Toast Red Wine for a Ripe Old Age?

Not so fast, some experts say

Please note: This article was published more than one year ago. The facts and conclusions presented may have since changed and may no longer be accurate. And "More information" links may no longer work. Questions about personal health should always be referred to a physician or other health care professional.

By
HealthDay Reporter

(HealthDay is the new name for HealthScoutNews.)

WEDNESDAY, Aug. 27, 2003 (HealthDayNews) -- Corks are undoubtedly popping off merlot bottles a lot faster this week in the wake of a report from Harvard Medical School researchers that found a molecule in red wine extends life spans.

Lead researcher David Sinclair and his colleagues reported Sunday in the early online edition of Nature that a class of chemicals that includes resveratrol -- a molecule that's an active ingredient in red wine -- extended life by 70 percent in yeast, worms, and fruit flies.

So dramatic are the life-extension benefits, says Sinclair, that they mimic the life-extending effects of calorie restriction, which most would view as a lot less palatable than drinking red wine.

Molecules such as resveratrol regulate other proteins, which interfere with the natural process of cell death, the researchers say.

While the news is heralded as exciting and fascinating, other researchers caution that it's a little too soon to depend on vino to get you to your century birthday bash.

"It's too early to say whether this will relate to anything to do with human health," says Dr. Arthur Klatsky, senior consultant in cardiology at Kaiser Permanente Medical Center in Oakland, Calif., and a pioneer in studying the effects of alcoholic beverages on cardiac health in humans.

As for the immediate effects of the research, he quips, "It certainly will spur the sales of red wine."

While red wine is the best source of the molecule, it's also found in peanuts and grape juice.

The finding, adds Klatsky, "does look like it has some scientific basis."

Sinclair's team is continuing the research and hopes to test the molecule's life-extending properties on rodents and, eventually, humans.

In Klatsky's research on alcoholic beverage intake and cardiac health, he has found that each beverage type -- wine, beer, and spirits -- helps to prevent a heart attack. "For heart attack prevention, beer has more benefit than spirits, and wine has more benefits than beer," he says.

In his research, Klatsky has also found that women who drank white wine seem to reap the most benefit. But he also thinks that many of the health benefits, especially of white wine drinkers, have more to do with the traits of the drinker than the wine alone. He says white wine drinkers are more likely to exercise, pay attention to eating a good diet, and practice other sound health habits.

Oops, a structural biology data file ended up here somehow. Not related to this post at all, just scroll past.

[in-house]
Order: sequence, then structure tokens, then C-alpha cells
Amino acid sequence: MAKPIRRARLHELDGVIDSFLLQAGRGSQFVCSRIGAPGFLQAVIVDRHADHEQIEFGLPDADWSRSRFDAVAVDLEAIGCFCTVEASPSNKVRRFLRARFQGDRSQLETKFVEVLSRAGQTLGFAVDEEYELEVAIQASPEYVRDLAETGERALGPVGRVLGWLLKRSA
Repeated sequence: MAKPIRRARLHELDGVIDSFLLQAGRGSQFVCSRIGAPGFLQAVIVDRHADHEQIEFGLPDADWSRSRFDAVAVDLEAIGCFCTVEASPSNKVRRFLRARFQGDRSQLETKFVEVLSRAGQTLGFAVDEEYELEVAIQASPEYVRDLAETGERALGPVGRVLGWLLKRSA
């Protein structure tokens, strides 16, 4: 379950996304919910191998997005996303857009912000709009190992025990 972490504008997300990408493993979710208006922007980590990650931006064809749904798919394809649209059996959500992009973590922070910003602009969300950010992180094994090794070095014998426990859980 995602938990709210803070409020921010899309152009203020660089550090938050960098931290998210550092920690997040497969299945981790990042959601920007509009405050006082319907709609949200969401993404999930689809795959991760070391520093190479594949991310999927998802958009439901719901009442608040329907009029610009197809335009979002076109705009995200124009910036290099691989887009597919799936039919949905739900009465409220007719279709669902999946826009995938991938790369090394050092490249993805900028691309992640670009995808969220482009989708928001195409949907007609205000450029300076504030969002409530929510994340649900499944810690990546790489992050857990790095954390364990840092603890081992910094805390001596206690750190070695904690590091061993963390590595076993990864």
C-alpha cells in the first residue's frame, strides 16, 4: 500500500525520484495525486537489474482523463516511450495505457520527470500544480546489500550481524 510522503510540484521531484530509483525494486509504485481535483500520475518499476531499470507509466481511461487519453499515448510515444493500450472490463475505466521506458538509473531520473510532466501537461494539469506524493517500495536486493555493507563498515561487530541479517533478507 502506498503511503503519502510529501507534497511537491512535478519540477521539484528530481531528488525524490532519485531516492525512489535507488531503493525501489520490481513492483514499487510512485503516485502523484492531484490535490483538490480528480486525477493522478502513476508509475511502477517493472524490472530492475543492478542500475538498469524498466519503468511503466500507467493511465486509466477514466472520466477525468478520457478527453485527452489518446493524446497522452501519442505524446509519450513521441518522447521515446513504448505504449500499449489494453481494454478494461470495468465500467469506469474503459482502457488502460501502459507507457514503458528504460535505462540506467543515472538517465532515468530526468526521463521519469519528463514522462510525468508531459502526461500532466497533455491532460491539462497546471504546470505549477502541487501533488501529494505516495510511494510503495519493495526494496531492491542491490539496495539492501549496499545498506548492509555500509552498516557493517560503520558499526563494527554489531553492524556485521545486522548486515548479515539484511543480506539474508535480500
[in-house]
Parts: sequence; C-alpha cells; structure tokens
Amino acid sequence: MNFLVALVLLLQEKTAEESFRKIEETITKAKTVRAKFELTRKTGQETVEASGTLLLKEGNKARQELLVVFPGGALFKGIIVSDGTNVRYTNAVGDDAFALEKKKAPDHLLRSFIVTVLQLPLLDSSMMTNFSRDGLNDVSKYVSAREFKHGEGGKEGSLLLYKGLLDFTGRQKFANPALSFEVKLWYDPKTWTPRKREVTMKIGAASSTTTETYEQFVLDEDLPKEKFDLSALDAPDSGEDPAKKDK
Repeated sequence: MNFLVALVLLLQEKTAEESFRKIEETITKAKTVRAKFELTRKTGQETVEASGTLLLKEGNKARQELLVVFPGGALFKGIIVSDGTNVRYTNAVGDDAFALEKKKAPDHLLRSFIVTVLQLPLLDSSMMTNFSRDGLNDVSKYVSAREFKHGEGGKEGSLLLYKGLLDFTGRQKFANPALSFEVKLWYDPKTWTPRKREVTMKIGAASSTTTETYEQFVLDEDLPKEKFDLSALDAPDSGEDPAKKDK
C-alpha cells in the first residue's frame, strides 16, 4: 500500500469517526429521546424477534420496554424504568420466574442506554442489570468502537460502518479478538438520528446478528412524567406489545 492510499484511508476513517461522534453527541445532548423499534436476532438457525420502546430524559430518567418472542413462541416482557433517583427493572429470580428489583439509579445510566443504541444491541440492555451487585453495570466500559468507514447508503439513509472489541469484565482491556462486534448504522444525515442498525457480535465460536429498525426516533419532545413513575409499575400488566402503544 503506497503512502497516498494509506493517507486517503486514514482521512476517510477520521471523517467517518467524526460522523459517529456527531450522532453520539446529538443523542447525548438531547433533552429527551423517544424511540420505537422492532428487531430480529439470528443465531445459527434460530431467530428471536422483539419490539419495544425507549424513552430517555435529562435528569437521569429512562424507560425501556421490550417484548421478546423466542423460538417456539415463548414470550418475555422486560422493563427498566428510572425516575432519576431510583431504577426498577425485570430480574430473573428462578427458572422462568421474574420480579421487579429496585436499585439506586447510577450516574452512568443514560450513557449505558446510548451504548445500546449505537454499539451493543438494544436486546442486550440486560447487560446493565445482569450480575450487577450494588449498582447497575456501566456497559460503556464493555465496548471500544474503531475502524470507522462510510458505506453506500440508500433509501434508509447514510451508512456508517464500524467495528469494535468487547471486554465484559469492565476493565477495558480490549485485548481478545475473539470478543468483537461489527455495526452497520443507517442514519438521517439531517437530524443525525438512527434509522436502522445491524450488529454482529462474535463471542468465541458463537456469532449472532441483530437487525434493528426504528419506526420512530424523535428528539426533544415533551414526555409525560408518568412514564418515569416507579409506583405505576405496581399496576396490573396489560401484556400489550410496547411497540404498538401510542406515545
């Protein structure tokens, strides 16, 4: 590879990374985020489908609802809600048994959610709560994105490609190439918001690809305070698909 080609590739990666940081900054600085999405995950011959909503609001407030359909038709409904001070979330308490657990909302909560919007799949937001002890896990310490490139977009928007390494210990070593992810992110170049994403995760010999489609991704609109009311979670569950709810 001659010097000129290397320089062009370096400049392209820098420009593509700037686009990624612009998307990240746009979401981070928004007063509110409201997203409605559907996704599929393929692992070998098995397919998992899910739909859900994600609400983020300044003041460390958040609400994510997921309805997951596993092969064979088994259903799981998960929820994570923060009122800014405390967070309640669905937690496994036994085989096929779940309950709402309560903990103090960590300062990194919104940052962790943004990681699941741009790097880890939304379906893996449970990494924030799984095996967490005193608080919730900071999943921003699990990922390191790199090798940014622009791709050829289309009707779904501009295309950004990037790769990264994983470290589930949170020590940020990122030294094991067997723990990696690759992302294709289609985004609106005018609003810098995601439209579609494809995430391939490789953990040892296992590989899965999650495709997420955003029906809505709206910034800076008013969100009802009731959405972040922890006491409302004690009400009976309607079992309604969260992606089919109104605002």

While Klatsky calls Sinclair's research fascinating, he says it's not a call for someone who prefers beer or spirits to switch to red wine -- especially if they don't like the taste.

Ruth Kava, a registered dietitian and director of nutrition for the American Council on Science and Health, agrees, calling the research "very preliminary."

"Going from worms, yeast, and mice to whole human beings is a big step," she cautions. It's too early, she adds, to advise drinking a glass of red wine just for the sake of longevity.

Sinclair, an assistant professor in Harvard's Department of Pathology, emphasizes that he is not a doctor. But his advice for boosting longevity -- besides waiting for further research results -- would be: "Don't smoke, walk or run at least once a week, keep your cholesterol down, and drink an occasional glass of red wine."

Before you shop, you might want to know that resveratrol is most plentiful in wines from grapes that had harsh growing conditions. That means pick Chilean or Australian red wines and pass up the California varieties, advises Sinclair.

More information

For information on alcohol and aging, visit the National Institute on Aging. For definitions of moderate drinking, check with the National Institute on Alcohol Abuse and Alcoholism.

SOURCES: David Sinclair, Ph.D., assistant professor of pathology, Harvard Medical School, Boston; Ruth Kava, Ph.D., R.D., director of nutrition, American Council on Science and Health, New York City; Arthur Klatsky, M.D., senior consultant, cardiology and adjunct investigator, division of research, Kaiser Permanente Medical Center, Oakland, Calif.; Aug. 24, 2003 Nature online

Last Updated: